Canonical, the company behind the Ubuntu operating system, is shutting down its cloud storage service, Ubuntu One.
Canonical first introduced Ubuntu One as a beta service in 2009. It has since grown to become a suite of cloud services including storage, sync, sharing and streaming. It featured a freemium model where a basic account with 5 GB of free storage was free, and users could pay extra for music streaming and additional storage.
According to a blog post from Canonical CEO Jane Silber, Ubuntu One didn’t fit within the company’s goal of “making the best converged operating system for phones, tablets, desktops and more.” In other words, Canonical wants to build a platform that can enable people to access other third-party content and services.
Silber also notes that it wouldn’t be sustainable for Ubuntu One to compete with other cloud storage providers that offer as much as 50GB of free storage.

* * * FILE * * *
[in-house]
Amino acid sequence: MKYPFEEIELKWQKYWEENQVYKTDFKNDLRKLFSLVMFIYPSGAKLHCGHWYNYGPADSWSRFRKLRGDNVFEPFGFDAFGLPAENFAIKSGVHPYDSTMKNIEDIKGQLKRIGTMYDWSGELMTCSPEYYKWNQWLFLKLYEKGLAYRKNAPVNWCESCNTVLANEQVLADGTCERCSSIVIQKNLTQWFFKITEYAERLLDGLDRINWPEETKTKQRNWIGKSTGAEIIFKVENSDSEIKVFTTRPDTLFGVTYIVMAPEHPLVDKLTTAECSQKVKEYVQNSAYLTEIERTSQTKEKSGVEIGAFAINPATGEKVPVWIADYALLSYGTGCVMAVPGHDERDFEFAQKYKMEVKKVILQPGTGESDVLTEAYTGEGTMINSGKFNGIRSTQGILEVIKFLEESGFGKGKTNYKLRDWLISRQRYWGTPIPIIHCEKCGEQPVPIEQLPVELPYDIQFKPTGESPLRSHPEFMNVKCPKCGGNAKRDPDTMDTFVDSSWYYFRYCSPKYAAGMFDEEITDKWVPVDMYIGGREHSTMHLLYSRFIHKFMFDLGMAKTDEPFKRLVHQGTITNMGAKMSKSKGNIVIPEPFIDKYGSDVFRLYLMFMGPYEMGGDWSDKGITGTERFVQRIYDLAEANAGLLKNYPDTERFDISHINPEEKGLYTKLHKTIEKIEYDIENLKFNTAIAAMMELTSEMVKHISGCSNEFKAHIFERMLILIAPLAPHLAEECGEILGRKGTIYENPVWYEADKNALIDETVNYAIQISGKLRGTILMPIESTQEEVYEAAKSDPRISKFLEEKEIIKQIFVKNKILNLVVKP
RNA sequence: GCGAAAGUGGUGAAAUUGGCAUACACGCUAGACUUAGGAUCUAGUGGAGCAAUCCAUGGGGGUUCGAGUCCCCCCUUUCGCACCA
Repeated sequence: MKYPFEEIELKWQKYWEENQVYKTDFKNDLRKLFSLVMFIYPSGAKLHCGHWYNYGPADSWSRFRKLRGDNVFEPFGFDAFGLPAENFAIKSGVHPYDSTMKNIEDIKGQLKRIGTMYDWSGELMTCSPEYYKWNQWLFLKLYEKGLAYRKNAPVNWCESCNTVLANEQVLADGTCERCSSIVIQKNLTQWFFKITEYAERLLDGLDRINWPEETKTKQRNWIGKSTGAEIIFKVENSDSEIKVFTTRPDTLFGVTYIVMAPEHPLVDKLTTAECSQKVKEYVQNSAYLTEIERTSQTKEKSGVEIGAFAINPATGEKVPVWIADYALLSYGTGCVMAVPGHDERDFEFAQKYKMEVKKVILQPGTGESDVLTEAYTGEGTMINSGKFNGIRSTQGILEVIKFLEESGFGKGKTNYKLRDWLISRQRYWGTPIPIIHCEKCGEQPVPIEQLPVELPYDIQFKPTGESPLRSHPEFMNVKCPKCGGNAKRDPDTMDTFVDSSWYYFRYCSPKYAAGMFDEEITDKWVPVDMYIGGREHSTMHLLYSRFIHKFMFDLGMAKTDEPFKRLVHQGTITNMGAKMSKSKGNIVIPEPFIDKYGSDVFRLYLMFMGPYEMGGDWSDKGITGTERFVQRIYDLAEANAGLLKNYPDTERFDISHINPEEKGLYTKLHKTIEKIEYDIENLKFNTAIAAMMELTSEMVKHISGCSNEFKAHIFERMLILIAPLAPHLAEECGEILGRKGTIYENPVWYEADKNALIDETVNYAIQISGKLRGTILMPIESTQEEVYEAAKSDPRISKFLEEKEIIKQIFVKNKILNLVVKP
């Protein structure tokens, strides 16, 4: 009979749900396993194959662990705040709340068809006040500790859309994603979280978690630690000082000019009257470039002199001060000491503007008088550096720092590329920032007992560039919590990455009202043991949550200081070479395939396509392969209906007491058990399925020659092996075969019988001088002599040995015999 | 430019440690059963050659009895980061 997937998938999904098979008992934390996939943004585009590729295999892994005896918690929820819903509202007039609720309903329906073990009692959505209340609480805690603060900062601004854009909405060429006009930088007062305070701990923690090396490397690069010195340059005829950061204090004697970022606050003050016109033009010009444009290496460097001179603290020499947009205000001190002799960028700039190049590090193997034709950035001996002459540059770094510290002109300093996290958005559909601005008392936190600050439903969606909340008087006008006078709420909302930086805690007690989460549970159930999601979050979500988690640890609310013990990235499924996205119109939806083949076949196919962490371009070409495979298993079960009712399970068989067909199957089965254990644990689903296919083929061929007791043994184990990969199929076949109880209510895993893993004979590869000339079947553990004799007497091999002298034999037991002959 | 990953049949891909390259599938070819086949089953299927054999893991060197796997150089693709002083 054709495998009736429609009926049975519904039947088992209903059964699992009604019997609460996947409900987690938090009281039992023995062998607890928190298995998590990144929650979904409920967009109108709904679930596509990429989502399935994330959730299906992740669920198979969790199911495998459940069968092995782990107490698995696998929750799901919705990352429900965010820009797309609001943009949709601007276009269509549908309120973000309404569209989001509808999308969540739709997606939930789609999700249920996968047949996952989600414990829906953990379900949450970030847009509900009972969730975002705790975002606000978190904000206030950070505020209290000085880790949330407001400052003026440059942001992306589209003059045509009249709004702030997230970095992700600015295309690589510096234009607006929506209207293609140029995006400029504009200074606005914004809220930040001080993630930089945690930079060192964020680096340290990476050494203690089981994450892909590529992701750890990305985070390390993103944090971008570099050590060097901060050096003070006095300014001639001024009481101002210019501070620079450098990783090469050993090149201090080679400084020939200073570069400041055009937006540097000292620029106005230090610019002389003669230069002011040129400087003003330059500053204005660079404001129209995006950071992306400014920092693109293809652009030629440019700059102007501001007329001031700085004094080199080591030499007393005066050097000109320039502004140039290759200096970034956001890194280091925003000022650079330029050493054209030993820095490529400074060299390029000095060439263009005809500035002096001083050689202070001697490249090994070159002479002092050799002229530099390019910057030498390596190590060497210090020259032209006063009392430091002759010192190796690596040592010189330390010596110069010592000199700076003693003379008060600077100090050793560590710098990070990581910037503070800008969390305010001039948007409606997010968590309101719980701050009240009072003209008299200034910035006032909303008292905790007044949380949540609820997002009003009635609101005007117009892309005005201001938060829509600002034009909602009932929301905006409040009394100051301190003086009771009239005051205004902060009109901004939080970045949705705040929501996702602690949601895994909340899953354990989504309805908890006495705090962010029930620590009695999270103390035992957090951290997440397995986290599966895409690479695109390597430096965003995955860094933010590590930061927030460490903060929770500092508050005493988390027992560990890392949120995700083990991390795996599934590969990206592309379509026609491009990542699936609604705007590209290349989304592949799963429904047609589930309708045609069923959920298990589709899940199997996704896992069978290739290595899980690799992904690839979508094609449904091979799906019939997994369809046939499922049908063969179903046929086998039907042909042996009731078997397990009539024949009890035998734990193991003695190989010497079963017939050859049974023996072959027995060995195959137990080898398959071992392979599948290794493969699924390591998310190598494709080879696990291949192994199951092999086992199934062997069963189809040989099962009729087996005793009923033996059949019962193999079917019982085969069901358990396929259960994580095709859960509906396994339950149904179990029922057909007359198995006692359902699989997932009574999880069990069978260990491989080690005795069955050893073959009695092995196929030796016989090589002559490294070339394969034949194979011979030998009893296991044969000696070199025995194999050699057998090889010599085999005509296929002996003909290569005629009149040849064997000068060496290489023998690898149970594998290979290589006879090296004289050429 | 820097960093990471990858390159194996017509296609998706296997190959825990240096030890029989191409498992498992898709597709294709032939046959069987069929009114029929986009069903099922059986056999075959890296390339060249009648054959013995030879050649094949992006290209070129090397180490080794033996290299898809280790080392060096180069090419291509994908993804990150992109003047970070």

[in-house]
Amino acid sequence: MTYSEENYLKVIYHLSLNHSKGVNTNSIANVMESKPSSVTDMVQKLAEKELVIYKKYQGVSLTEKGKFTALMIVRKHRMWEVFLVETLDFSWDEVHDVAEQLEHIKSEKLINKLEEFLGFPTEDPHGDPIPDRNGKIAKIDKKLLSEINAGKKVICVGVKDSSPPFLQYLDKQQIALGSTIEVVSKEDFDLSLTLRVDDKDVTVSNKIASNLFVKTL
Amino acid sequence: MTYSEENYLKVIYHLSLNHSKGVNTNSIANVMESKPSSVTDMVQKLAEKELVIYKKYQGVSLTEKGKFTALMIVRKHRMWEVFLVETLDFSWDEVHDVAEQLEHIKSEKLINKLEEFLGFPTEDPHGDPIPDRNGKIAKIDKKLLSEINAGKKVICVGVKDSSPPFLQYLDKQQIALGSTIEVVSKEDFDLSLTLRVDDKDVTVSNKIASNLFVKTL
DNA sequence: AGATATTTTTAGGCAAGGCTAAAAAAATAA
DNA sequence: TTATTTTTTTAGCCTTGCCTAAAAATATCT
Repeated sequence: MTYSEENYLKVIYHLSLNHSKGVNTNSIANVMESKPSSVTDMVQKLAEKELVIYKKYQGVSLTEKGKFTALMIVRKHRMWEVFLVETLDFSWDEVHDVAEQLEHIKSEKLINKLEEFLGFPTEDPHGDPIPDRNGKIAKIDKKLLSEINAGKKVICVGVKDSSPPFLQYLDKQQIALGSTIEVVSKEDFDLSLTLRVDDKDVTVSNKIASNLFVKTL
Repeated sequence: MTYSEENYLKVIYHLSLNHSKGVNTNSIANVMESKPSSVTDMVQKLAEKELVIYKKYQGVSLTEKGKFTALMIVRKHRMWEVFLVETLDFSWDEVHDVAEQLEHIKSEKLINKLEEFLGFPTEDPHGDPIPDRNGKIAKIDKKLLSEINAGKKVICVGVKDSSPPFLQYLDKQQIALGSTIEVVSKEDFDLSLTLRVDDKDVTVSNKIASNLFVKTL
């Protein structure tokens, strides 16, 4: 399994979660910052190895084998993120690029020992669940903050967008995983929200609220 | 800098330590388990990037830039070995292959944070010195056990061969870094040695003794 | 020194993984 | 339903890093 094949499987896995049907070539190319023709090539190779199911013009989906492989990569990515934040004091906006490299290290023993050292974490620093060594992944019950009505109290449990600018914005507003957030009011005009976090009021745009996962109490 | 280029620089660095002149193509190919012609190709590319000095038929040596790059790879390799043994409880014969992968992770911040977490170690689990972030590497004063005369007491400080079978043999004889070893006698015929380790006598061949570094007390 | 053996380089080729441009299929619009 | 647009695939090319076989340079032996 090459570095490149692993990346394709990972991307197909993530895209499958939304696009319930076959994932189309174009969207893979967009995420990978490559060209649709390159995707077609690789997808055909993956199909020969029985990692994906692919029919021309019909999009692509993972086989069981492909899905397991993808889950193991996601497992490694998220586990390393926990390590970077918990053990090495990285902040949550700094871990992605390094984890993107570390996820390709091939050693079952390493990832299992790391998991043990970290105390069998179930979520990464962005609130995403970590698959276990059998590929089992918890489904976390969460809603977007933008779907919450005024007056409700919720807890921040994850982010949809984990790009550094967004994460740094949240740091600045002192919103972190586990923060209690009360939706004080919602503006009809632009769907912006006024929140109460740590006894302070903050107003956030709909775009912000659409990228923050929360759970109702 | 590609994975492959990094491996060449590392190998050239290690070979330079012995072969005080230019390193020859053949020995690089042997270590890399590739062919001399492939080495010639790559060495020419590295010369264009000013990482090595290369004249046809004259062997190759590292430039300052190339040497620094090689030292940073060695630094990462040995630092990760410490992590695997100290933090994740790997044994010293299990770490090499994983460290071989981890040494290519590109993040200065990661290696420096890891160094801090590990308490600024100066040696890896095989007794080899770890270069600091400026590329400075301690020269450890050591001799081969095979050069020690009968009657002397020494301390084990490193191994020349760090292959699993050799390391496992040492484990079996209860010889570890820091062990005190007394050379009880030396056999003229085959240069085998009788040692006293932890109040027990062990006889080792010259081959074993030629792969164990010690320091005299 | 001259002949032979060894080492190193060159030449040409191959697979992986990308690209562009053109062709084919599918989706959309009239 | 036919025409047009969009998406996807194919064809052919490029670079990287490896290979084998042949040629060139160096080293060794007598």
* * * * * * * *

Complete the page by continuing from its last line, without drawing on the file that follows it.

Now it is no longer possible to purchase storage or music from the Ubuntu One store. The current services will be unavailable starting in June 2014, and user content will remain available for download until the end of July before being permanently deleted.
Moving forward, Ubuntu One and associated apps will no longer be updated or supported by Canonical.
Ubuntu One seems to be running the course of other cloud storage services like AVG’s LiveKive which is also being phased out. In AVG’s case, ending LiveKive means the company can focus more completely on its core security offerings.
Many people who rely on Ubuntu One are expected to either move their files to local storage, or migrate to an alternative service.